Comparative study of national fire safety requirements on high-rise residential buildings

Oct 23, 2020 | Facades, News, Publications

On Friday, October 9, the report of the comparative study of national fire safety requirements part one – High-Rise residential buildings has been published in our European Fire Safety Community.

This report was put together thanks to the input of the European Fire Safety Community Advisory Panel on facades and provides data on 19 countries’ requirements.

The report highlights key trends: 75% of respondents indicated that there are no requirements for sprinklers in high-rise buildings in their country, for example.

This report, focusing on high-rise residential buildings, is the first in a series of three. Another questionnaire will open shortly, this time dedicated to national fire safety requirements for hospitals. The third part will be dedicated to schools.

The aim of this study is to enable us to share knowledge and better understand what different countries are doing in terms of fire safety. In this spirit, don’t hesitate to provide feedback or additional data on the report, and to participate in the next phases of the study.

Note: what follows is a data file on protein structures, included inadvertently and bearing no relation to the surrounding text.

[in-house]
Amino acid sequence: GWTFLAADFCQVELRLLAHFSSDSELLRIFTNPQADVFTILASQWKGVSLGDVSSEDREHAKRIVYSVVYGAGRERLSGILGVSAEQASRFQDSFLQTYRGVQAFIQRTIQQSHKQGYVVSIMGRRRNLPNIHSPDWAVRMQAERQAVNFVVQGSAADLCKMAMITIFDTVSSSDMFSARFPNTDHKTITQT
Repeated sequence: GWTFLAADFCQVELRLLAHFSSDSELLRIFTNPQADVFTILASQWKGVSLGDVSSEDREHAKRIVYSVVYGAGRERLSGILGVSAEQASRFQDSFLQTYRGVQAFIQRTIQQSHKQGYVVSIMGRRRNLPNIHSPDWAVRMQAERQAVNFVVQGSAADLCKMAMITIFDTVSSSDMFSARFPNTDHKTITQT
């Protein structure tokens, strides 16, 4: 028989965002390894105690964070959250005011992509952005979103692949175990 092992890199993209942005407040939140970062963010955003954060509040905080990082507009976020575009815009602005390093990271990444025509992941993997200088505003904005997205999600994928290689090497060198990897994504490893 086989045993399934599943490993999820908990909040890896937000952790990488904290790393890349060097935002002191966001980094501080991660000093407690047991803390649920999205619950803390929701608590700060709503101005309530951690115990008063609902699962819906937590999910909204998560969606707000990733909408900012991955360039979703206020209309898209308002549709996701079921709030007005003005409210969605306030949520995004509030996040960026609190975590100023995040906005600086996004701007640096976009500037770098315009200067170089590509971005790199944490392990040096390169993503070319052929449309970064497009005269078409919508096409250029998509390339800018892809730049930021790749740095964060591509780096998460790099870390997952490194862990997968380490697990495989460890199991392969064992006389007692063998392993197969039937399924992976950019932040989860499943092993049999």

You can access the report in the resources tab of the facades Advisory Panel here.

This report is available in the Facades Advisory Panel of the European Fire Safety Community.

The Facades Advisory Panel is a high-level group bringing together Fire Safe Europe Community Members to work on the topic of facades fire safety. Its objectives are to:

  • Discuss the latest evolutions on facades;
  • Compare regulations and standards;
  • Exchange views on new technologies;
  • Be informed of the European Commission’s Fire Information Exchange Platform work on facades;
  • Get regular updates on the development of a European approach to assess the fire performance of facades.

You can find more about the Advisory Panel by becoming one of its members.

By becoming a new member of our vibrant community, you will bring your specific expertise and enable the emergence of holistic and collective solutions for better fire safety. 

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